Once you have chosen your material you need to set the temperature of the print head, the print bed, the rate of flow of the filament and a variety of other parameters. With the Robox all this worry is taken away from you with the ‘smart spools’ which have an embedded chip that know about the plastic. All printers use printing software which have different profiles for their materials and you can add and tweak these to your liking, but for 3D printing to become mainstream and reach everyday use it needs to be easy to setup and use. Even valiant efforts by companies like Robox still have some way to go, as a read of the support forums confirms.
It is fair to say that if a print job is going to go wrong it will most likely go wrong on the first layer, if this layer does not stick to the print bed then the subsequent layers will not adhere and the printer will attempt to print the entire job in mid-air, resulting in an effect similar to the output of a spider on acid! A useful guide to some of the problems you can have is on the Simplify3D web site ( https://www.simplify3d.com/support/print-quality-troubleshooting )
Where you put the printer is another problem with these devices. The garage is not usually a good place for them, they are sensitive little things, they don’t like dust, or moisture and you need to check on them from time to time. The plastic filament itself can absorb moisture which will ruin a print run, so if you are not using the printer for a while you should unload the material and store it in dry containers or de-humidify the print room. The noise whilst printing is another issue, the Robox makes such a noise that it has to be operated at the other end of the house behind closed doors and even then I am aware when the printing stops! Because mainly of its small print volume I decided to purchase a beast of a printer in the form of a Raise3d Pro2 Plus ( https://www.raise3d.eu ) thankfully this is almost silent. Owning and running a 3D Printer is nothing like any other printer you have owned, even a dot matrix with hand loaded ribbons on reels were more trouble free!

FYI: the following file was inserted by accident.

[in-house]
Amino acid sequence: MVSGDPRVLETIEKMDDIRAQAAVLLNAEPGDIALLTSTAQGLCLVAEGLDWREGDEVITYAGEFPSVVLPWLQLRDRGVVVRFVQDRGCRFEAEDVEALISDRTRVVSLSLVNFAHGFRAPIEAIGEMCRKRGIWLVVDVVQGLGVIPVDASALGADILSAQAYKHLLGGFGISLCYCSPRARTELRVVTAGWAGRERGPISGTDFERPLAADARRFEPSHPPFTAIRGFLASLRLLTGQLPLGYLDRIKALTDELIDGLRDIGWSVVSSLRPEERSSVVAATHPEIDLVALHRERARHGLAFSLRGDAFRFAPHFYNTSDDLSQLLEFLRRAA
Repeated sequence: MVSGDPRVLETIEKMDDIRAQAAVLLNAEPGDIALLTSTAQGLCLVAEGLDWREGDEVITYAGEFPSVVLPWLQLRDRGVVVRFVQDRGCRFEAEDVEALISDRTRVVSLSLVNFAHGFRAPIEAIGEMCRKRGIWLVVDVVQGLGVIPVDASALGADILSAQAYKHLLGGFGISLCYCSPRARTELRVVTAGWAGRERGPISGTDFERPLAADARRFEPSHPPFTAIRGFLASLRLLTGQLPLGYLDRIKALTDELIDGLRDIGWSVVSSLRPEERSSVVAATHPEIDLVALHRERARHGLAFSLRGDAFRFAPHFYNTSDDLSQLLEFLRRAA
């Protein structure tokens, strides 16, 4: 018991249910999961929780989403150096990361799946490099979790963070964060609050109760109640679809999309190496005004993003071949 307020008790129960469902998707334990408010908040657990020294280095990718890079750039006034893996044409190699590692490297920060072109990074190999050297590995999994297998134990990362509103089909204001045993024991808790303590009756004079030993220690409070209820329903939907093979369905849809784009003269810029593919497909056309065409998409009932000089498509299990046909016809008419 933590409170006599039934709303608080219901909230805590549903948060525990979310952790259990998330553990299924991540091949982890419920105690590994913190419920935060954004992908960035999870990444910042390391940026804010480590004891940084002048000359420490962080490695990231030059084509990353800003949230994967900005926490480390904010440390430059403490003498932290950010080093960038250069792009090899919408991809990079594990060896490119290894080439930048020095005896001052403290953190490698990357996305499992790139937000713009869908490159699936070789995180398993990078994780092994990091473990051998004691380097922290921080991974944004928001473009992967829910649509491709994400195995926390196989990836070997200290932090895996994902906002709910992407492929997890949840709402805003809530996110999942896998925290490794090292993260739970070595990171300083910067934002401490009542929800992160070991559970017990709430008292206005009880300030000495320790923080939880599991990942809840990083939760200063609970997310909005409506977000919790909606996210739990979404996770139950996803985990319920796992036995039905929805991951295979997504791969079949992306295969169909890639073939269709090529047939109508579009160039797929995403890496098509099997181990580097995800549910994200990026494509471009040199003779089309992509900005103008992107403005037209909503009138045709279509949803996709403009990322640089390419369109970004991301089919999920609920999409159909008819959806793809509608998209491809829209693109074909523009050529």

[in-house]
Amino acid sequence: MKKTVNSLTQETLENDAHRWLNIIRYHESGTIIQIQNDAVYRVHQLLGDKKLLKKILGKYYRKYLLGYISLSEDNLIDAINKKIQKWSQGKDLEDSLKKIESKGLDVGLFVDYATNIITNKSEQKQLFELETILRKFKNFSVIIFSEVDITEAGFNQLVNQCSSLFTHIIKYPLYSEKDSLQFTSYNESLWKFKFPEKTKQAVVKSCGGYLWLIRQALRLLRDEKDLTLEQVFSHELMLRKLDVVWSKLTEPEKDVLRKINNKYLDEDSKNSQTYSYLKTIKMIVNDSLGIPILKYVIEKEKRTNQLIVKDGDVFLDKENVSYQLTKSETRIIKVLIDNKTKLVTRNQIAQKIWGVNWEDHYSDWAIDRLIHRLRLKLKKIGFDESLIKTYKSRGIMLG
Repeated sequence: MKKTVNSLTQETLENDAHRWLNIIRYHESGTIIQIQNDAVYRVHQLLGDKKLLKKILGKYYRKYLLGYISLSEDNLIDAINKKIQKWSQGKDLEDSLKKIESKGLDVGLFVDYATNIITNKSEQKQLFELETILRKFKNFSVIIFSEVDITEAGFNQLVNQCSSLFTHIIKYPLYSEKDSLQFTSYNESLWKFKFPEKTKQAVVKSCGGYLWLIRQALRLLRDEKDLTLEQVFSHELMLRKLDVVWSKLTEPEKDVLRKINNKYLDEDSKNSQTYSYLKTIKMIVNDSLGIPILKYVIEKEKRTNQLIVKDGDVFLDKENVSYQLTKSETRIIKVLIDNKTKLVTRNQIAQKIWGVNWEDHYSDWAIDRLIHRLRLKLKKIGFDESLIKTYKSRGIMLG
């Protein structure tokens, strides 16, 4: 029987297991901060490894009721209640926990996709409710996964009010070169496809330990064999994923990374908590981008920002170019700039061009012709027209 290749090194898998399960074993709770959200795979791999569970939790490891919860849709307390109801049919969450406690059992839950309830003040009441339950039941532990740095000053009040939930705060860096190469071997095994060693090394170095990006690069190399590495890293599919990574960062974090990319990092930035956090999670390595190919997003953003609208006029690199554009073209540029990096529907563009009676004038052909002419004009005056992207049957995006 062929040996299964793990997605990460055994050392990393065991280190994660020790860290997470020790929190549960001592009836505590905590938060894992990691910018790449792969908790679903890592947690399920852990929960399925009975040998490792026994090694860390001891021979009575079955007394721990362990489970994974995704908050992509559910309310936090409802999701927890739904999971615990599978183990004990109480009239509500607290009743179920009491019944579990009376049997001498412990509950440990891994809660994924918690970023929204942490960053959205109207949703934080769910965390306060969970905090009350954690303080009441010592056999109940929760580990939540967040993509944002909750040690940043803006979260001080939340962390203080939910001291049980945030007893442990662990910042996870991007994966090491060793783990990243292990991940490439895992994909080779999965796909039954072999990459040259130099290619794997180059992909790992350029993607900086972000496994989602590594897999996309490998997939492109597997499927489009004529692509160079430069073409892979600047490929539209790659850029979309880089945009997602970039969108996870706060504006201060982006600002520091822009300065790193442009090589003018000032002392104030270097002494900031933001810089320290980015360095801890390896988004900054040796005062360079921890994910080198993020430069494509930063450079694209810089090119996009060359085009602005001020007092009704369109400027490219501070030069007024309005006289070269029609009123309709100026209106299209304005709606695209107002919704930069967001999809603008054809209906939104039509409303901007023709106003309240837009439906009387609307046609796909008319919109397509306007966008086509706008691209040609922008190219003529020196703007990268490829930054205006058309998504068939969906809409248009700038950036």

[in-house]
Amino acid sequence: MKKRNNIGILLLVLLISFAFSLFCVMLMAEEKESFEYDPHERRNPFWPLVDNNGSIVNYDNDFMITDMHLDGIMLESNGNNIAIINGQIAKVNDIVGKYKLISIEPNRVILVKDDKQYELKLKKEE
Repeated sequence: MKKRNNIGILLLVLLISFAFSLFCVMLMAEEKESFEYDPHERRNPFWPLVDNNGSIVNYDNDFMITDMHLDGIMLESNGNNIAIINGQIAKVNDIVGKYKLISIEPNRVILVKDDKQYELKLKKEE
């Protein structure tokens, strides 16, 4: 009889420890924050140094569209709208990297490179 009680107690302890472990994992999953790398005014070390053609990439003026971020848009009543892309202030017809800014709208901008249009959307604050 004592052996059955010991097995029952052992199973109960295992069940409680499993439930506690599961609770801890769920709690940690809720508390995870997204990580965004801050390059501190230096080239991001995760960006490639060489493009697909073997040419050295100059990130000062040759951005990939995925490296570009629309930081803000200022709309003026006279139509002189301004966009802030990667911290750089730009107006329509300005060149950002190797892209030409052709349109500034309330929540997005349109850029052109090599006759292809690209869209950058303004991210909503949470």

Robox printer on top of the Raise3D beast!